11.03.2020

Peruvian indigenous women in the face of climate change

Peruvian women during a prior consultation

In 2019, the Ministry of Environment of Peru incorporated the gender approach in the process of prior consultation on the Regulation of the Framework Law on Climate Change. Photo: MINAM

The consequences of climate change affect women differently, deepening the existing gender inequality gap. In the case of indigenous populations, community representation is generally associated with the exclusive participation of men. For that reason, women are often overlooked. This is made worse as they also carry out activities that limit their participation, such as childcare, household and community activities.

“I think that in this country of inequality, we have to learn to respect our rights. Indigenous peoples are in a vulnerable position, however even more vulnerable are the women. And yet, indigenous women have a very important role in their communities.” - Melania Canales, president of the National Organization of Andean and Amazonian Women of Peru (ONAMIAP).

In 2019, the Ministry of Environment of Peruincorporated the gender approach in the process of prior consultation on the Regulation of the Framework Law on Climate Change. Prior consultation is a process whose purpose is to reach an agreement, free and informed, between the State and indigenous peoples on a specific issue. It is a right of indigenous peoples established under Peruvian legislation and recognized in Convention 169 of the International Labor Organization. As a result, exclusive spaces were stablished for the participation of indigenous women as a measure of positive discrimination. For example, one of the 2-day workshops was exclusively for women. In addition, from 1,433 indigenous representatives, which participated in the process, 63% were women. Likewise, two of the seven participating organizations are composed only of women. These are the National Federation of Peasant, Artisan, Indigenous, Native and Salaried Women of Peru (FEMUCARINAP) and ONAMIAP. This was done with support from the "NDC Peru: Support for the Implementation of the National Climate Change Strategy", project, funded by the International Climate Iniative (IKI) and implemented by the Gesellschaft für Internationale Zusammenarbeit (GIZ).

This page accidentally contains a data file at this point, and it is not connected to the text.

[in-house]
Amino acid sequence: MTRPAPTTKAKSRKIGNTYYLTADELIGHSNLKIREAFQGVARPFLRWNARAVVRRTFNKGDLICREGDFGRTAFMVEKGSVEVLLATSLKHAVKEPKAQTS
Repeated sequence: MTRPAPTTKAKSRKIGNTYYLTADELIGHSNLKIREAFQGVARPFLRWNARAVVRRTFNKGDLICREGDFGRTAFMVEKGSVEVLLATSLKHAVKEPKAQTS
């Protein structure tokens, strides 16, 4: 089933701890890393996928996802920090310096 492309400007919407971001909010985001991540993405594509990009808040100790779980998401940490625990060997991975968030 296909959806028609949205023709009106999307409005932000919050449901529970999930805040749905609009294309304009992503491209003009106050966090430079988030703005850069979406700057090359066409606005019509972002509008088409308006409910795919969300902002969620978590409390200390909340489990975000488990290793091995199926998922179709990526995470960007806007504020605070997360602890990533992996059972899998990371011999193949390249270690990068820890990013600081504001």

For the process, a “Wawa Wasi” – a nursery – was initiated, which allowed mothers to fully participate in the dialogue workshops. “I think this is an example for all ministries. Emphasis should be placed on the gender issue. We talk about gender, but gender comes with all its components and the issue of women is broad, especially when we are mothers.” - Lourdes Huanca, president of FEMUCARINAP.

Among the 152 agreements registered in the minutes of the dialogue phase, affirmative gender actions were considered, such as considering parity in the conformation of the Indigenous Climate Platform and the explicit incorporation of the gender approach in the description of Integral Climate Change Management in the regulation.

In addition, some lessons learned were identified. These include taking into account the importance of holding informational workshops for women only and thus reduce the information gap on the subject, considering the design of indicators of the progress of participation of indigenous women in prior consultation processes and contemplating the logistic coordination for the children of the participating women (mobility, accommodation, food and nurseries).

The process of prior consultation of the Regulation of the Framework Law on Climate Change has set a milestone on the processes of gender inclusion in the country and the Peruvian State has assumed the commitment to constantly improve the processes.